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Situation:
We've recently updated one of our software features with new functionality. Most of the source code for that feature has been rewritten with compatibility in mind, meaning that if the user upgrades to the new version, he will only see the awesome new features.

The conversion works for 98% of the users. The other 2% will have done something that was possible due to "errors" in the previous design which has been fixed, and they will have to update their settings before the feature will work again.

How do you inform those users that they should check their settings after upgrading?

I see some multiple solutions and I was wondering what would the best course of action be.

  1. Make a note in the change logs, stating that every user should check their settings after installing
  2. Show a one-time only pop-up after launching the program after the upgrade
  3. Show a one-time only pop-up after using the feature for the first time after upgrading
  4. Don't inform, it's only 2% of the user base and they made use of design-errors that shouldn't be possible in the first place.
  • Can you include something in the code that says if their using the unsupported setting change it to this other default setting? – DasBeasto Oct 6 '15 at 13:07
  • Like it works now, if the user uses some "illegal" setting, it will change to the nearest possible "legal" setting. This may change how the feature behaves and may or may not destroy someones workflow, but like i said, only for a small userbase who has figured something out that we consider a bug or hack. – DennisW Oct 6 '15 at 13:14
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The best route to take in my opinion is as follows:

Do update change logs

Good developers do read those prior to upgrade and proper expectations will be set to ensure a successful upgrade. Also, depending on the org structure, upgrade team may provide visibility to necessary teams within the org who will be affected.

One time popup

It does not matter if you are affecting 2% or 90% of all customers.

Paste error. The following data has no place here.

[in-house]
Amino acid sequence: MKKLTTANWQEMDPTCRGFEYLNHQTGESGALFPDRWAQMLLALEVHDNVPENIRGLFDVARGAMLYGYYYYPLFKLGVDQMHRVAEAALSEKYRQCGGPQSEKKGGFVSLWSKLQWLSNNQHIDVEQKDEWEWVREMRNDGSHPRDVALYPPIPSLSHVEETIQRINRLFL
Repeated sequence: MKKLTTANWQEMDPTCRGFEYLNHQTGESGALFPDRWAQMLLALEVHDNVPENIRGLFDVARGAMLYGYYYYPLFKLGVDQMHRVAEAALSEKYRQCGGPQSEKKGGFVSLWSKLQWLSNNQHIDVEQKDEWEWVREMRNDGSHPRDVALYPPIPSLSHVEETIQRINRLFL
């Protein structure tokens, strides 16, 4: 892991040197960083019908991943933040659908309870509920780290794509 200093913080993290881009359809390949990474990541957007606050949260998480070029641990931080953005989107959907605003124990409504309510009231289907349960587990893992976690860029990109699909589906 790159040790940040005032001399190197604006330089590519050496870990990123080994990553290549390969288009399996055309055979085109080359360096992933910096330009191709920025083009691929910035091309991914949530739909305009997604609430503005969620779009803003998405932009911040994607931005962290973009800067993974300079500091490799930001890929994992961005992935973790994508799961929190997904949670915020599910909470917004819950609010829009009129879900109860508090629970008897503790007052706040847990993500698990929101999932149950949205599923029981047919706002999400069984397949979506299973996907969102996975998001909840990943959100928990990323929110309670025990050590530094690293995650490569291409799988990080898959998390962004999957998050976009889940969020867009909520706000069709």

Q: Are changes / bug fixes global to the application?

If changes are global - you are right, display one-time popup / wizard walking the admin user through changes made and the settings / functionality affected. Graphical interface does help outline all small or large changes regardless whether or not the client was affected. Let the client decide if they were affected or not. Don't make assumptions on your end.

If changes are not global and are profile specific - You may need to show the same (maybe even less technical version of the upgrade wizard) to each user so they can make their changes or simple acknowledge the changes.

Automated Changes

This may be a good idea in most cases if you are "replacing" configs and you know the change is 1 to 1 in terms what the user is expecting as a result from such setting.

However, in many cases configuration or settings add new options or features or functionality where you can not make any assumptions as to what options may be applicable to your customer configuration. In such cases the upgrade wizard should be used to educate the user on newly added options and settings and allow the user to provide correct configuration changes.

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As you state in the comments above:

if the user uses some "illegal" setting, it will change to the nearest possible "legal" setting.

Since you are already detecting the issue and doing this, then you should notify only those users who are affected.

You might want to also have a release note that warns users before they install the update (if they might choose not to update it, or there is any action they can take to mitigate the issue).

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